When thinking about the tsunami of ed-tech recommendations shared lately on social media, think “less is more.” You probably don’t need more tech apps; you need to do more with the apps you have. Tan Huynh divides his tools into four buckets, tied to learning objectives.
Author: Tan Huynh
With the increase of schools worldwide offering distance learning or virtual schools in response to the COVID19 outbreak, middle grades teacher Tan Huynh details how his Saigon international school has developed one-to-one online learning for students since February 3.
An English learner’s developing language skills can easily be misdiagnosed as a learning disorder. As a first step, make sure Els are receiving high-quality instruction. Tan Huynh suggests ways to detect EL processing issues and strategies to support dually-identified ELs.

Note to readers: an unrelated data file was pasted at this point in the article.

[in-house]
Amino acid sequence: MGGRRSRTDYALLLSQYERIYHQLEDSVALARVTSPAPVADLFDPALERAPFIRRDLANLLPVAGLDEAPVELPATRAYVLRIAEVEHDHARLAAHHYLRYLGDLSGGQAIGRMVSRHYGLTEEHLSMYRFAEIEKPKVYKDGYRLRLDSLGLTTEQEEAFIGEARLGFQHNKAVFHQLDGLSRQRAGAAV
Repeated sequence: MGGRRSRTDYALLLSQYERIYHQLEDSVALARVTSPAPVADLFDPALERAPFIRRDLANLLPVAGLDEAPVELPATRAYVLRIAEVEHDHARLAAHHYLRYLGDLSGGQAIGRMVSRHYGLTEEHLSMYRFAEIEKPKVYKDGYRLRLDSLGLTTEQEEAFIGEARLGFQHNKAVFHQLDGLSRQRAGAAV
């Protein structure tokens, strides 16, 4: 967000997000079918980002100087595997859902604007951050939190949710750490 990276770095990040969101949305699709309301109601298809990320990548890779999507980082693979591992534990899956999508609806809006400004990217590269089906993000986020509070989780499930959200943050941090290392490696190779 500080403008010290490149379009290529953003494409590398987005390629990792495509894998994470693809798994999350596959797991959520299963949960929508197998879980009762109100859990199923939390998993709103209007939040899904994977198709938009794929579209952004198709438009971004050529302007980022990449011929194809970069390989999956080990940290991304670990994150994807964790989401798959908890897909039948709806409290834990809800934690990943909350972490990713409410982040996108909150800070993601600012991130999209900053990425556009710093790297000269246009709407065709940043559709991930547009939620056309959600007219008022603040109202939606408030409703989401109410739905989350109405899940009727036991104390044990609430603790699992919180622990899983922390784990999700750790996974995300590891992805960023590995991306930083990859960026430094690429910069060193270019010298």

To help our English learners leave our classes and schools not only with greater language command but with more emotional control and awareness of others’ perspectives, Tan Huynh suggests storifying SEL, building social-emotional skills into lesson planning, and more.
Wondering how to differentiate the format of the standard paper-and-pencil summative assessment to meet the needs of English learners? Tan Huynh shows how word banks, visuals, single-task questions, sentence starters, and synonyms can help ELs convey what they know.
ELs are capable of doing the same kind of thinking that non-ELs can do. They might just have to temporarily show their understanding differently than their peers do. EL teacher Tan Huyhn shows how teachers can focus on the ELs’ thinking and differentiate everything else.
Instead of peppering English learners around a large network of schools, districts can benefit those students and their EL support teachers by strategically clustering them, writes Tan Huynh. Included: Ideas to help achieve buy-in from content teachers.